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Coding of Melodic Gestalt in Human Auditory Cortex

MPG-Autoren
http://pubman.mpdl.mpg.de/cone/persons/resource/persons84189

Schindler,  A
Department Physiology of Cognitive Processes, Max Planck Institute for Biological Cybernetics, Max Planck Society;

http://pubman.mpdl.mpg.de/cone/persons/resource/persons84411

Herdener,  M
Department High-Field Magnetic Resonance, Max Planck Institute for Biological Cybernetics, Max Planck Society;

http://pubman.mpdl.mpg.de/cone/persons/resource/persons83797

Bartels,  A
Department Physiology of Cognitive Processes, Max Planck Institute for Biological Cybernetics, Max Planck Society;

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Zitation

Schindler, A., Herdener, M., & Bartels, A. (2012). Coding of Melodic Gestalt in Human Auditory Cortex. Cerebral Cortex, Epub ahead. doi:10.1093/cercor/bhs289.


Zitierlink: http://hdl.handle.net/11858/00-001M-0000-0013-B616-8
Zusammenfassung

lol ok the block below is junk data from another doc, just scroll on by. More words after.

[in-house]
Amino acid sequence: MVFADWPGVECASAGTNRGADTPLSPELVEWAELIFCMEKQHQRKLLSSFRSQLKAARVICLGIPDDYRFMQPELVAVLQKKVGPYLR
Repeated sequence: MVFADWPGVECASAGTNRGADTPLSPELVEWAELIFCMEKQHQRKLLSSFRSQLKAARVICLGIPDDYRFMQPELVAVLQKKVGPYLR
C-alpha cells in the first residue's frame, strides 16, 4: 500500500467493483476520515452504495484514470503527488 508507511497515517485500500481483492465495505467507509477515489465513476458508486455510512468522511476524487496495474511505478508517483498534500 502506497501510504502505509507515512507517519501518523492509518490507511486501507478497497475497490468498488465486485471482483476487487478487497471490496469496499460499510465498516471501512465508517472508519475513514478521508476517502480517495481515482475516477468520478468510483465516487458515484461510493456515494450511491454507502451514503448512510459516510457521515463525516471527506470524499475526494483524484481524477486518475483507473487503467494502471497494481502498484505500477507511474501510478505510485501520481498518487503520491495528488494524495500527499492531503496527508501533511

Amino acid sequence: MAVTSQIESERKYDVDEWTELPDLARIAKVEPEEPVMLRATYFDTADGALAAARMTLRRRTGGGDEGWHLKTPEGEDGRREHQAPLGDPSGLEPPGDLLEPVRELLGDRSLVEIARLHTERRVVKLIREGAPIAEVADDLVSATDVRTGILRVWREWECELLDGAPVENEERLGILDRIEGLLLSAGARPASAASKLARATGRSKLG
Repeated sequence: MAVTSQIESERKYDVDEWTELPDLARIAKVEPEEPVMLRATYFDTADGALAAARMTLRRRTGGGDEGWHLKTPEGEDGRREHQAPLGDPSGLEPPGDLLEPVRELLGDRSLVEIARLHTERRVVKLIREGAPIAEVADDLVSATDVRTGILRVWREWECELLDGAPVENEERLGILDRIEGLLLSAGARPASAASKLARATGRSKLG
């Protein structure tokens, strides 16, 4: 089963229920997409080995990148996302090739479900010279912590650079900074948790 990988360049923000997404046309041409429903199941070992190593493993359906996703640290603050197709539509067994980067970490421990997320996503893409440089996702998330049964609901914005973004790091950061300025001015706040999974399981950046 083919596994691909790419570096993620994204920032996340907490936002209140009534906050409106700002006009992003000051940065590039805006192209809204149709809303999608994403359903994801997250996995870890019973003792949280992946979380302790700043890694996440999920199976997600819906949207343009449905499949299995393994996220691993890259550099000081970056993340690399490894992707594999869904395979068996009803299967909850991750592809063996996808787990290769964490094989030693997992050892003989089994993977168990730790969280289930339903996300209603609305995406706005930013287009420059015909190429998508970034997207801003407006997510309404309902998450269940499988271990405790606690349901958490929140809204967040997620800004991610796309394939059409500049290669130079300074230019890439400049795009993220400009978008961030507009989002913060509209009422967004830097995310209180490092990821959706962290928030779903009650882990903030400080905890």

The perception of a melody is invariant to the absolute properties of its constituting notes, but depends on the relation between them—the melody's relative pitch profile. In fact, a melody's “Gestalt” is recognized regardless of the instrument or key used to play it. Pitch processing in general is assumed to occur at the level of the auditory cortex. However, it is unknown whether early auditory regions are able to encode pitch sequences integrated over time (i.e., melodies) and whether the resulting representations are invariant to specific keys. Here, we presented participants different melodies composed of the same 4 harmonic pitches during functional magnetic resonance imaging recordings. Additionally, we played the same melodies transposed in different keys and on different instruments. We found that melodies were invariantly represented by their blood oxygen level–dependent activation patterns in primary and secondary auditory cortices across instruments, and also across keys. Our findings extend common hierarchical models of auditory processing by showing that melodies are encoded independent of absolute pitch and based on their relative pitch profile as early as the primary auditory cortex.